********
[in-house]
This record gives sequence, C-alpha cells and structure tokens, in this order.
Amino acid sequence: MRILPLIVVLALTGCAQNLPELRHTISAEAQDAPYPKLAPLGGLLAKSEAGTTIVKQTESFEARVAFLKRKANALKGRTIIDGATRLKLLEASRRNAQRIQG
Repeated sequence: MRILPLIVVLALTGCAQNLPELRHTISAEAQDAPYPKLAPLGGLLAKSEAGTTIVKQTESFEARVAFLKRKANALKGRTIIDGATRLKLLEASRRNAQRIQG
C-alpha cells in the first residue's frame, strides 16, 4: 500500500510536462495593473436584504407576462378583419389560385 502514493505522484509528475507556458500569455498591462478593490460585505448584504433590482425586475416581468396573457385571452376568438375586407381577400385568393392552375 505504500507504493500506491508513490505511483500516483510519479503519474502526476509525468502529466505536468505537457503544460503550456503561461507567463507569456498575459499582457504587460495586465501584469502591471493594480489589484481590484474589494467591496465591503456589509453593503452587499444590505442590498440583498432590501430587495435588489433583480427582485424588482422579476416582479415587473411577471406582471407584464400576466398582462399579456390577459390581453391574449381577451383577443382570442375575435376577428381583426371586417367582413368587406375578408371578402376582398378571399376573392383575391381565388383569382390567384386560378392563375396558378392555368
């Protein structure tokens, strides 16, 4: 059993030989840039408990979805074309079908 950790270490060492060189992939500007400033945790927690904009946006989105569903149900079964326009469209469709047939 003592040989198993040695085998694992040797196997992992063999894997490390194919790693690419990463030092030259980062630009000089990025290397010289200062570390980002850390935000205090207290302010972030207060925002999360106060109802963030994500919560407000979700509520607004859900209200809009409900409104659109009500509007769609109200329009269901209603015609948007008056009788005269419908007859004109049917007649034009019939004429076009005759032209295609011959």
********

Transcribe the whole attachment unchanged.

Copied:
[in-house]
This record gives sequence, C-alpha cells and structure tokens, in this order.
Amino acid sequence: MRILPLIVVLALTGCAQNLPELRHTISAEAQDAPYPKLAPLGGLLAKSEAGTTIVKQTESFEARVAFLKRKANALKGRTIIDGATRLKLLEASRRNAQRIQG
Repeated sequence: MRILPLIVVLALTGCAQNLPELRHTISAEAQDAPYPKLAPLGGLLAKSEAGTTIVKQTESFEARVAFLKRKANALKGRTIIDGATRLKLLEASRRNAQRIQG
C-alpha cells in the first residue's frame, strides 16, 4: 500500500510536462495593473436584504407576462378583419389560385 502514493505522484509528475507556458500569455498591462478593490460585505448584504433590482425586475416581468396573457385571452376568438375586407381577400385568393392552375 505504500507504493500506491508513490505511483500516483510519479503519474502526476509525468502529466505536468505537457503544460503550456503561461507567463507569456498575459499582457504587460495586465501584469502591471493594480489589484481590484474589494467591496465591503456589509453593503452587499444590505442590498440583498432590501430587495435588489433583480427582485424588482422579476416582479415587473411577471406582471407584464400576466398582462399579456390577459390581453391574449381577451383577443382570442375575435376577428381583426371586417367582413368587406375578408371578402376582398378571399376573392383575391381565388383569382390567384386560378392563375396558378392555368
């Protein structure tokens, strides 16, 4: 059993030989840039408990979805074309079908 950790270490060492060189992939500007400033945790927690904009946006989105569903149900079964326009469209469709047939 003592040989198993040695085998694992040797196997992992063999894997490390194919790693690419990463030092030259980062630009000089990025290397010289200062570390980002850390935000205090207290302010972030207060925002999360106060109802963030994500919560407000979700509520607004859900209200809009409900409104659109009500509007769609109200329009269901209603015609948007008056009788005269419908007859004109049917007649034009019939004429076009005759032209295609011959």